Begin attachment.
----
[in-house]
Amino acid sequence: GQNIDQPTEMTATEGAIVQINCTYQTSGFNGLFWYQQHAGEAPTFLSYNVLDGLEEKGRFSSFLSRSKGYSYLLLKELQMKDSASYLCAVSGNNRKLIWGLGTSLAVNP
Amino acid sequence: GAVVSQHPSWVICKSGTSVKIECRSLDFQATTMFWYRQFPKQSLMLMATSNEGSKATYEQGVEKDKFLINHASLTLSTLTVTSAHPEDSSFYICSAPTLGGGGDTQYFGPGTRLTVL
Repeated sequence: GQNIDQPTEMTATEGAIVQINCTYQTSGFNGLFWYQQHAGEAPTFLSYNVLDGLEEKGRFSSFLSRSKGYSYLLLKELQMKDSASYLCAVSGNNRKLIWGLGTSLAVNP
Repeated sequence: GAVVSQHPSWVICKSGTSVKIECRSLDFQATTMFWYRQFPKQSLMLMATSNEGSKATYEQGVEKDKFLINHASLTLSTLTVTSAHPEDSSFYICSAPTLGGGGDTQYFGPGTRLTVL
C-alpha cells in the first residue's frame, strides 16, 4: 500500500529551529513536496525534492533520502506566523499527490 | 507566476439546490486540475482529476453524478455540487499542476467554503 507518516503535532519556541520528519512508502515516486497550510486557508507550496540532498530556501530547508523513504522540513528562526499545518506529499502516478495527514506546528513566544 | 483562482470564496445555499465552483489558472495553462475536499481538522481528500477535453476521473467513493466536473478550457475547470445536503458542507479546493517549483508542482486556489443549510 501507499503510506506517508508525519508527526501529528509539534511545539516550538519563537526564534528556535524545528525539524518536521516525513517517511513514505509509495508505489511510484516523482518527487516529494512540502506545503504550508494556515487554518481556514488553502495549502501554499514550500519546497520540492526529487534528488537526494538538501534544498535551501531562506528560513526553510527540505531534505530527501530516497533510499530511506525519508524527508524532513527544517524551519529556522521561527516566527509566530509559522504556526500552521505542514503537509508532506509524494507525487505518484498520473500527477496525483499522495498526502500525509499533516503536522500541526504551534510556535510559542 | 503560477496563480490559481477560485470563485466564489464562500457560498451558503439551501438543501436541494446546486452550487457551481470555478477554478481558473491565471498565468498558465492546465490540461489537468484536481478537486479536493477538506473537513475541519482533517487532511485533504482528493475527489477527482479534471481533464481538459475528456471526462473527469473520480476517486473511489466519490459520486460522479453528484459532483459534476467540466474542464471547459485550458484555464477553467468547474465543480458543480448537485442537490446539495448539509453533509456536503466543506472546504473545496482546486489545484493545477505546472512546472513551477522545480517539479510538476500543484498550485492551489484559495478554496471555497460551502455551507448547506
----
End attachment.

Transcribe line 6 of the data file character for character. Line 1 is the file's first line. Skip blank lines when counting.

C-alpha cells in the first residue's frame, strides 16, 4: 500500500529551529513536496525534492533520502506566523499527490 | 507566476439546490486540475482529476453524478455540487499542476467554503 507518516503535532519556541520528519512508502515516486497550510486557508507550496540532498530556501530547508523513504522540513528562526499545518506529499502516478495527514506546528513566544 | 483562482470564496445555499465552483489558472495553462475536499481538522481528500477535453476521473467513493466536473478550457475547470445536503458542507479546493517549483508542482486556489443549510 501507499503510506506517508508525519508527526501529528509539534511545539516550538519563537526564534528556535524545528525539524518536521516525513517517511513514505509509495508505489511510484516523482518527487516529494512540502506545503504550508494556515487554518481556514488553502495549502501554499514550500519546497520540492526529487534528488537526494538538501534544498535551501531562506528560513526553510527540505531534505530527501530516497533510499530511506525519508524527508524532513527544517524551519529556522521561527516566527509566530509559522504556526500552521505542514503537509508532506509524494507525487505518484498520473500527477496525483499522495498526502500525509499533516503536522500541526504551534510556535510559542 | 503560477496563480490559481477560485470563485466564489464562500457560498451558503439551501438543501436541494446546486452550487457551481470555478477554478481558473491565471498565468498558465492546465490540461489537468484536481478537486479536493477538506473537513475541519482533517487532511485533504482528493475527489477527482479534471481533464481538459475528456471526462473527469473520480476517486473511489466519490459520486460522479453528484459532483459534476467540466474542464471547459485550458484555464477553467468547474465543480458543480448537485442537490446539495448539509453533509456536503466543506472546504473545496482546486489545484493545477505546472512546472513551477522545480517539479510538476500543484498550485492551489484559495478554496471555497460551502455551507448547506